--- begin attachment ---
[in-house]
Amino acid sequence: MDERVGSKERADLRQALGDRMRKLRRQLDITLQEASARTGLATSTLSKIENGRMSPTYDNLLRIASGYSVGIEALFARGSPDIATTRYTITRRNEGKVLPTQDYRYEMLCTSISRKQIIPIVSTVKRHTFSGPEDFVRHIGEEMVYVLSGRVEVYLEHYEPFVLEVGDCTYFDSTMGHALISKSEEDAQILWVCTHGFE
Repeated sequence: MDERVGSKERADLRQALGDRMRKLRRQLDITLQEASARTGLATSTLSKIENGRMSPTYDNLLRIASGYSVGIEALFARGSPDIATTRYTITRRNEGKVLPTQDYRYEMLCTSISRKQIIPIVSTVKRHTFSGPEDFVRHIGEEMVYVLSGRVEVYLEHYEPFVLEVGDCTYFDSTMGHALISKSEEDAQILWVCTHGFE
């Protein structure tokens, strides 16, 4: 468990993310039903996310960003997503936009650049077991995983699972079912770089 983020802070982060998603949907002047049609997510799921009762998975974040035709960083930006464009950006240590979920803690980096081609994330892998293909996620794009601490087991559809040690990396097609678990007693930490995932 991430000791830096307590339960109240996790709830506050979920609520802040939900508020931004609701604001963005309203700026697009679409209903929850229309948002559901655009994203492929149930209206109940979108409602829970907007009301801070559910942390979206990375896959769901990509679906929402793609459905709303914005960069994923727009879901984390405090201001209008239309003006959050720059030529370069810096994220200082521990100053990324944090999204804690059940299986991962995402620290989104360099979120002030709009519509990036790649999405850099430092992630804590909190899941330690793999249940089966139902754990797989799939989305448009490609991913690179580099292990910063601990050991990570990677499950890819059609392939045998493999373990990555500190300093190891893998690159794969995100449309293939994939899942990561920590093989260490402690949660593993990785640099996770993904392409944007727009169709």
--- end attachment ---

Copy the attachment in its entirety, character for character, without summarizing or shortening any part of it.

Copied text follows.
[in-house]
Amino acid sequence: MDERVGSKERADLRQALGDRMRKLRRQLDITLQEASARTGLATSTLSKIENGRMSPTYDNLLRIASGYSVGIEALFARGSPDIATTRYTITRRNEGKVLPTQDYRYEMLCTSISRKQIIPIVSTVKRHTFSGPEDFVRHIGEEMVYVLSGRVEVYLEHYEPFVLEVGDCTYFDSTMGHALISKSEEDAQILWVCTHGFE
Repeated sequence: MDERVGSKERADLRQALGDRMRKLRRQLDITLQEASARTGLATSTLSKIENGRMSPTYDNLLRIASGYSVGIEALFARGSPDIATTRYTITRRNEGKVLPTQDYRYEMLCTSISRKQIIPIVSTVKRHTFSGPEDFVRHIGEEMVYVLSGRVEVYLEHYEPFVLEVGDCTYFDSTMGHALISKSEEDAQILWVCTHGFE
């Protein structure tokens, strides 16, 4: 468990993310039903996310960003997503936009650049077991995983699972079912770089 983020802070982060998603949907002047049609997510799921009762998975974040035709960083930006464009950006240590979920803690980096081609994330892998293909996620794009601490087991559809040690990396097609678990007693930490995932 991430000791830096307590339960109240996790709830506050979920609520802040939900508020931004609701604001963005309203700026697009679409209903929850229309948002559901655009994203492929149930209206109940979108409602829970907007009301801070559910942390979206990375896959769901990509679906929402793609459905709303914005960069994923727009879901984390405090201001209008239309003006959050720059030529370069810096994220200082521990100053990324944090999204804690059940299986991962995402620290989104360099979120002030709009519509990036790649999405850099430092992630804590909190899941330690793999249940089966139902754990797989799939989305448009490609991913690179580099292990910063601990050991990570990677499950890819059609392939045998493999373990990555500190300093190891893998690159794969995100449309293939994939899942990561920590093989260490402690949660593993990785640099996770993904392409944007727009169709």